Here’s to His messages given to us through orange rooms and quilts and worker bees.

  4. I “use” that quote from Peter Pan as a gentle reminder that we never know what’s around the next bend in the highway . . . so we should “ditch the despair” and keep on trucking! I also custom tailor mantras and affirmations to help me be patient while waiting for the path to unfold before me:

    And (best of all!) I find things to laugh about. Every day.

    Going through life without a sense humor is like driving over potholes and boulders without shock absorbers. Life is better with laughter ~ it helps us enjoy the journey, bumps and bruises and all.

    And if we are enjoying the journey, we win! No matter what happens . . .

  5. Love the badge! Sorry to hear you’ve been through so much recently. Maybe the canyon is like that really bad hotel we’ve all stayed in at some point – not fun at the time, but a fund of stories when we look back at it from the future. And maybe the next hotel we visit will be a 5 star with a spa…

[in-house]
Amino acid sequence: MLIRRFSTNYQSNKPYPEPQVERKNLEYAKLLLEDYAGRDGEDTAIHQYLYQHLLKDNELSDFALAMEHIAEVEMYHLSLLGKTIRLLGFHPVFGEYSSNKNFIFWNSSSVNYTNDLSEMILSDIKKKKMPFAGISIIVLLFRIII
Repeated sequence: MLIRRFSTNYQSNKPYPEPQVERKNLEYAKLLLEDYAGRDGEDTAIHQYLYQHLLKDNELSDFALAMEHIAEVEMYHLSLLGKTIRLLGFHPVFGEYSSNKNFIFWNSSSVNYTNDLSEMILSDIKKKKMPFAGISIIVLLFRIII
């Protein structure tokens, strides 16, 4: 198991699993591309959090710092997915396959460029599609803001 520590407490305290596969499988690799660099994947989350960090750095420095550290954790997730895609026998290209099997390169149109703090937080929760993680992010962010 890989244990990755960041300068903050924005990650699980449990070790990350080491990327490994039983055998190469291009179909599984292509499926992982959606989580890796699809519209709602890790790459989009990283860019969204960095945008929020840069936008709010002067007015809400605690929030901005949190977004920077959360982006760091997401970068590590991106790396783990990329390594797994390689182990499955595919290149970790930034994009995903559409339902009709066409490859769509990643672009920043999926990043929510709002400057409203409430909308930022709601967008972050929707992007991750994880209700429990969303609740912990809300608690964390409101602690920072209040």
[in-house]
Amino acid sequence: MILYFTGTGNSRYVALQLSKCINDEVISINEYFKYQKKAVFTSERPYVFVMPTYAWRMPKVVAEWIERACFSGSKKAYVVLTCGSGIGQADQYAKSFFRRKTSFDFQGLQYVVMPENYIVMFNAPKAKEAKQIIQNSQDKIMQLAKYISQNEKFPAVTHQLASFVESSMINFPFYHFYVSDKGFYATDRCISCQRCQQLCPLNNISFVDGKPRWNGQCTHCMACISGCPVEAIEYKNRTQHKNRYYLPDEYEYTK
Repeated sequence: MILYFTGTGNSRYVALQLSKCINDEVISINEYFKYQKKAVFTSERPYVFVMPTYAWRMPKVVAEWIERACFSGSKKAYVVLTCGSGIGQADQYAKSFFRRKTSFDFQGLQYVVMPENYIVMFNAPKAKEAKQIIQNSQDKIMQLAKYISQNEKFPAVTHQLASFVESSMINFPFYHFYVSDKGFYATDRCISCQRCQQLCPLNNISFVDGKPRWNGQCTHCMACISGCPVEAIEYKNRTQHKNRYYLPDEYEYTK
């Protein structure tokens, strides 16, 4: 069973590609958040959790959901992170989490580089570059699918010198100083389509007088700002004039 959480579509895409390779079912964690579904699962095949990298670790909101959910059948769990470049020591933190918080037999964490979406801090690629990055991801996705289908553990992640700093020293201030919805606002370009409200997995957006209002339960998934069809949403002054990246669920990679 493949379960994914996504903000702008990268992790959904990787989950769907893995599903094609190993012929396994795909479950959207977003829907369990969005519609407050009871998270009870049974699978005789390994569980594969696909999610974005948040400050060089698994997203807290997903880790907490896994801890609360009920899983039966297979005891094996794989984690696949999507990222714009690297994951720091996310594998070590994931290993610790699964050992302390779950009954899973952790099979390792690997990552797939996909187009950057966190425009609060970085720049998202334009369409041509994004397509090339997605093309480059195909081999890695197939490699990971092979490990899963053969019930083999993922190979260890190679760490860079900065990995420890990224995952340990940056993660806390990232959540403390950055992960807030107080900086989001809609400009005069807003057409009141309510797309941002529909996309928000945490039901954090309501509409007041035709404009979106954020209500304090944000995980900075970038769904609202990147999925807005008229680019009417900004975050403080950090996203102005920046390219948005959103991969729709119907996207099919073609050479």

6. “But I can return to a state of wonder—a place I see just over the horizon—if I keep on driving.” I love this sentence for two reasons. First, it offers a glimmer of hope from that deep canyon and also, it’s a reminder that it’s up to us to continue on.

  7. I’d like to hug you, but I guess a long-distance hug will have to do. It sounds like you’ve had a lot to deal with lately. I admire you for talking about it to your friends and on your blog.

    As an old car who’s been through a few canyons, I guess I would say, there’s nothing wrong with allowing yourself to feel sorrow. Take a brief rest from being strong and enthusiastic. And then get back up and find something to be happy about. Give yourself a pat on the back for your strength and accomplishments.